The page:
The appellees, Thomas L. Head, et al., (hereinafter called “Plaintiffs”), were employed by appellant, H. B. Deal & Company (hereinafter called “Deal”), in constructing the Ozark Ordnance Plant in El Dorado; and plaintiffs filed action against Deal in the Union Circuit Court, claiming additional amounts to be due each of the plaintiffs for overtime work. While the said action was pending in the Circuit Court, Deal unsuccessfully petitioned this Court for a writ of prohibition. See Deal v. Marlin, 209 Ark. 967, 193 S. W. 2d 315. After we denied prohibition, the Circuit Court action proceeded to trial on its merits before the Circuit Judge with a jury being waived.
*48The testimony established: (a) that the United States Government, acting through its Corps of Engineers, made a contract with Deal for the construction of the Ozark Ordnance Plant near El Dorado; (b) that in the contract, Deal was referred to as “constructor”, and the contract provided in Article 10:
“The constructor shall compensate laborers and mechanics for all hours worked by them in excess of eight hours in any one calendar day, at a rate not less than one and one-half times the basic rate of pay of such laborers and mechanics. . . .”; and (c) that the construction of the Ordnance Plant began shortly after February 16, 1942, and continued for about eighteen months, and the plaintiffs were employees of Deal in the construction of the Ordnance Plant. This action by plaintiffs was commenced in 1943; and the number of hours worked and the overtime pay claimed by each plaintiff was developed in the testimony.
The Trial Court in rendering judgment for the plaintiffs made — inter alia — findings of fact and declarations of law to the following effect:
(1) The plaintiffs in working for Deal, were entitled to the benefits of the Fair Labor Standards Act of the United States (See U.S.C.A. Title 29, § 201 et seq.) and, therefore, were entitled to recover not only for overtime, but for penalty and attorneys fees, as allowed by the said Act.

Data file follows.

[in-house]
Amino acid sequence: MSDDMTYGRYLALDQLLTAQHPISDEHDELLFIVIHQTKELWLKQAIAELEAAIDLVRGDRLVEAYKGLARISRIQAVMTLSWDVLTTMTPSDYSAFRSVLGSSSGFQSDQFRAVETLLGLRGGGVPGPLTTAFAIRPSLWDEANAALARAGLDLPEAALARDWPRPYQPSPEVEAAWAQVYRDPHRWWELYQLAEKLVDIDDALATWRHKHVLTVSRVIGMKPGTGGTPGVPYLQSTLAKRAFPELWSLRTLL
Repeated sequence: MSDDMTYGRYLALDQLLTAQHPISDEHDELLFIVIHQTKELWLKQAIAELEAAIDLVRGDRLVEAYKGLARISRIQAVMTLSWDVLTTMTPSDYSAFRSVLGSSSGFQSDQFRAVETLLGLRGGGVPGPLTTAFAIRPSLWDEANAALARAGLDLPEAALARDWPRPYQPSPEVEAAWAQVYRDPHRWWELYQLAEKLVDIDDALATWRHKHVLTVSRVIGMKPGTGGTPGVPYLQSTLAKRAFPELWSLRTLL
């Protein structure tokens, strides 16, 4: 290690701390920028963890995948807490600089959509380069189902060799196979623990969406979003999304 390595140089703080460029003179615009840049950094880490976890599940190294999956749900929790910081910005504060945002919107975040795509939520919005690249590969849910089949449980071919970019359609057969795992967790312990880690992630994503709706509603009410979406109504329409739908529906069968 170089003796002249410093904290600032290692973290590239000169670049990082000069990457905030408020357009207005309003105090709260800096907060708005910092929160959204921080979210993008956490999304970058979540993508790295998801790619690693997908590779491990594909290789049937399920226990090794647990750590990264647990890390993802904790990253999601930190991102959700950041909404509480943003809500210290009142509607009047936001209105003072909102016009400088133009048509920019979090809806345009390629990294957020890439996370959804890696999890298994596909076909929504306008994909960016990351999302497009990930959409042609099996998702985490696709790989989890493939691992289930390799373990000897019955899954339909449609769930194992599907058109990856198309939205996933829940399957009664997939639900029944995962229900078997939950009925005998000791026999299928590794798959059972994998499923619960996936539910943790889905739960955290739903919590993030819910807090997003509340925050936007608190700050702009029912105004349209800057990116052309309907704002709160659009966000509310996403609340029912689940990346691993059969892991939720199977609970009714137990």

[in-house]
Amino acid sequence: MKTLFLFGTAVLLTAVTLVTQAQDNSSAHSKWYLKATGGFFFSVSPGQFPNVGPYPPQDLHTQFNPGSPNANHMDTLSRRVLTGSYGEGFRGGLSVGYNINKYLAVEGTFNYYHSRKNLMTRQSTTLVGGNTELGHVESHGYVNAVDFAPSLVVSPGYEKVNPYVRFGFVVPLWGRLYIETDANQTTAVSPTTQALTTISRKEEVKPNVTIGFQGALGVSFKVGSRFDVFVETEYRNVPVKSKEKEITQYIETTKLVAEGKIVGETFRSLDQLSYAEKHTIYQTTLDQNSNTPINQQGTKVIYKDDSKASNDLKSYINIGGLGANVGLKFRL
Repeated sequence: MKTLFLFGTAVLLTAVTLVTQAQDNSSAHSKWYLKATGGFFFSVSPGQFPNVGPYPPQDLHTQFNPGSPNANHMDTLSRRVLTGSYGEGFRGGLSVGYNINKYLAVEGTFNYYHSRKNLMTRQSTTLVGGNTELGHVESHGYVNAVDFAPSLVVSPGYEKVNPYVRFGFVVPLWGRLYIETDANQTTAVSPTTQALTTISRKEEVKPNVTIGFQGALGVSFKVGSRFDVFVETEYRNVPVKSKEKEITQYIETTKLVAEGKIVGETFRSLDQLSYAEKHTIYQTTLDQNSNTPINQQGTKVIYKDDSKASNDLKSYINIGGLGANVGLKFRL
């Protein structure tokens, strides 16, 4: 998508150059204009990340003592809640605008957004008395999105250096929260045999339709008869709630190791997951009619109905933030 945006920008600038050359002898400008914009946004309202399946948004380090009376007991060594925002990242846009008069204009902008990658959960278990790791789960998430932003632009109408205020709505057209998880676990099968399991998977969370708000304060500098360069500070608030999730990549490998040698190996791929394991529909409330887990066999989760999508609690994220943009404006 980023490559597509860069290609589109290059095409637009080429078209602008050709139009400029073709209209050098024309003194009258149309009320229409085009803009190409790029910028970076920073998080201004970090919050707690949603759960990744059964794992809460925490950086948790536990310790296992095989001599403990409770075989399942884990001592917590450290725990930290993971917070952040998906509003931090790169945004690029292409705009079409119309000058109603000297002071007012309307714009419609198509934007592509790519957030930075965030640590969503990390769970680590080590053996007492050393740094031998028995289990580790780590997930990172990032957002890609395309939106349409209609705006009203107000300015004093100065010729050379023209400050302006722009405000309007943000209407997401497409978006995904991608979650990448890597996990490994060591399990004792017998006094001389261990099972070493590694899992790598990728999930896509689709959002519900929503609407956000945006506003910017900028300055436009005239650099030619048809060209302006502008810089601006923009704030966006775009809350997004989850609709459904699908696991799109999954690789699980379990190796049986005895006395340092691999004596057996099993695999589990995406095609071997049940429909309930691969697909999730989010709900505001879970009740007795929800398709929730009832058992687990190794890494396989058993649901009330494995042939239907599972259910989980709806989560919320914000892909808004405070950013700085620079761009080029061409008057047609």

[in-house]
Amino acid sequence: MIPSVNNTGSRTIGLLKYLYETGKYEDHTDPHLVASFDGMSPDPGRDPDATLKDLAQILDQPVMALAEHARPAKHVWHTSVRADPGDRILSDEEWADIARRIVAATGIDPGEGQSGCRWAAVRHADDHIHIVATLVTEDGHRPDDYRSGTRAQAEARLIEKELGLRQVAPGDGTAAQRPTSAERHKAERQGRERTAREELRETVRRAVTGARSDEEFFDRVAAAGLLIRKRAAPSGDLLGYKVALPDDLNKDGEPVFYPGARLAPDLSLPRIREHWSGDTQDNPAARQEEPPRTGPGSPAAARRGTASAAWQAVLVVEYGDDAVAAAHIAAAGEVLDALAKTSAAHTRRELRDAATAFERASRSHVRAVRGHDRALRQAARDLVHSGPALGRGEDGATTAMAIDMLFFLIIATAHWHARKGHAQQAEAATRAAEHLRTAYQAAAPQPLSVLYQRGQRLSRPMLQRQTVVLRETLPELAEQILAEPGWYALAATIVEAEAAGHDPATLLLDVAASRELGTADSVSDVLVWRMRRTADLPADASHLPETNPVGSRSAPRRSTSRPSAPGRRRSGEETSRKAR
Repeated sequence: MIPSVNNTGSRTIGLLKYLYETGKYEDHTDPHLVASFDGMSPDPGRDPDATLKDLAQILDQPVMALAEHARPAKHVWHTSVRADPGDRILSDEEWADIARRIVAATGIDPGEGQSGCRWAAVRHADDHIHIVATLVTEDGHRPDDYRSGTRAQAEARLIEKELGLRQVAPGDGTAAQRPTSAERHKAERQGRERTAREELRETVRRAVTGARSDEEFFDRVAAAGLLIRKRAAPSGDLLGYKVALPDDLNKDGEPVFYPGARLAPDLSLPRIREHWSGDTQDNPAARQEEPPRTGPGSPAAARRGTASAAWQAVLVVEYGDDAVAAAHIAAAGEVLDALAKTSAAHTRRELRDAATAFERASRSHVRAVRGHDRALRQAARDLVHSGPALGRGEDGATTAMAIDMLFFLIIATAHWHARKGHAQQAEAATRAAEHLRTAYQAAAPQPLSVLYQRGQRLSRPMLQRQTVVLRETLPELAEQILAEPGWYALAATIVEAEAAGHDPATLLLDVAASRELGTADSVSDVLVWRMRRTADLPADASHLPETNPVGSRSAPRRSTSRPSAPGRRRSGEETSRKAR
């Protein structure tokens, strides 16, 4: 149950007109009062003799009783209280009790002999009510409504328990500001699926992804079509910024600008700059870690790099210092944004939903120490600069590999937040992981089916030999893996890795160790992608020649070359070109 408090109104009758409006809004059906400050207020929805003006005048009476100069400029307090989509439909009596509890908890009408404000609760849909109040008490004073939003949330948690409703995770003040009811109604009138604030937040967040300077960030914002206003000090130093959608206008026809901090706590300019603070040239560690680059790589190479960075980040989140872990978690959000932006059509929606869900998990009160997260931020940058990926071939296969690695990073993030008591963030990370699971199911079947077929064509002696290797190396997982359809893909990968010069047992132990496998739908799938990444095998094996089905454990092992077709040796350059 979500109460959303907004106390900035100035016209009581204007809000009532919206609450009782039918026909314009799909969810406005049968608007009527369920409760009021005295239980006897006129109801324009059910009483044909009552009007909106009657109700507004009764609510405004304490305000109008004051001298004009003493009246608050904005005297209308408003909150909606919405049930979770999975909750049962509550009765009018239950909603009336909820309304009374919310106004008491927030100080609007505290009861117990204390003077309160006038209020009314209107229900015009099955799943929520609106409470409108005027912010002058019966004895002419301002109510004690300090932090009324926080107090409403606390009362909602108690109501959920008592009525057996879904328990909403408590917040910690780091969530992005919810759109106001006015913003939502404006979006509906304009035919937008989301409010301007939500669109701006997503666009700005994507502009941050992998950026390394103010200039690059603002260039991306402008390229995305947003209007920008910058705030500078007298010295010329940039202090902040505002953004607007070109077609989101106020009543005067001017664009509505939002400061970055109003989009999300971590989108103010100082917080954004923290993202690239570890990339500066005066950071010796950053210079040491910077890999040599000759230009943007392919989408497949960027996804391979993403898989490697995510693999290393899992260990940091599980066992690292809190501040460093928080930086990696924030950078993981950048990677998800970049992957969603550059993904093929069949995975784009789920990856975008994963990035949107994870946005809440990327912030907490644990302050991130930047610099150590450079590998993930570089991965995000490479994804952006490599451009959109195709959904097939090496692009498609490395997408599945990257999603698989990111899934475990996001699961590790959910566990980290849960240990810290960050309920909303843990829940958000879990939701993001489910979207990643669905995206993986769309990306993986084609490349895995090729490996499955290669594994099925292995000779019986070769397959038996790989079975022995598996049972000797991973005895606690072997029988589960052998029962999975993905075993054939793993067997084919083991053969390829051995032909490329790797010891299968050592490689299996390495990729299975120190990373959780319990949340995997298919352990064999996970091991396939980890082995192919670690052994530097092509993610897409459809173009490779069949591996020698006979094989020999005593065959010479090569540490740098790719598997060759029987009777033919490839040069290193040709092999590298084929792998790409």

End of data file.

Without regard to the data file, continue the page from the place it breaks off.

(2) In the alternative, if the plaintiffs were not entitled to recover under the provisions of the said Fair Labor Standards Act, then at all events, the plaintiffs were entitled to recover for their overtime — less penalty and attorneys fees — under the provisions of the contract between Deal and the United States, for the construction of the Ozark Ordnance Plant.
From a judgment for the plaintiffs in accordance with the provisions of the Fair Labor Standards Act, Deal brings this appeal, and claims that the Circuit Court was in error in each and both of the two conclusions just stated. The record is voluminous. The transcript con*49tains 3,565 typewritten pages, and the briefs contain 1,174 printed pages. Many questions are urged by the one side and resisted by the other in the splendid briefs before us; but we conclude that we need only decide the two points hereinafter discussed.
I. Applicability of the Fair Labor Standards Act. That plaintiffs worked for.Deal in the construction of the Ordnance Plant is admitted, but we hold that the plaintiffs are not entitled to recover under the provisions of the Pair Labor Standards Act (U.S.C.A. Title 29, § 201). This conclusion is reached because Deal was engaged in original construction of a plant, and interstate commerce was not involved in such original construction. There are numerous eases holding that the original constructor of a war plant is not within the purview of the Pair Labor Standards Act. We cite only a few: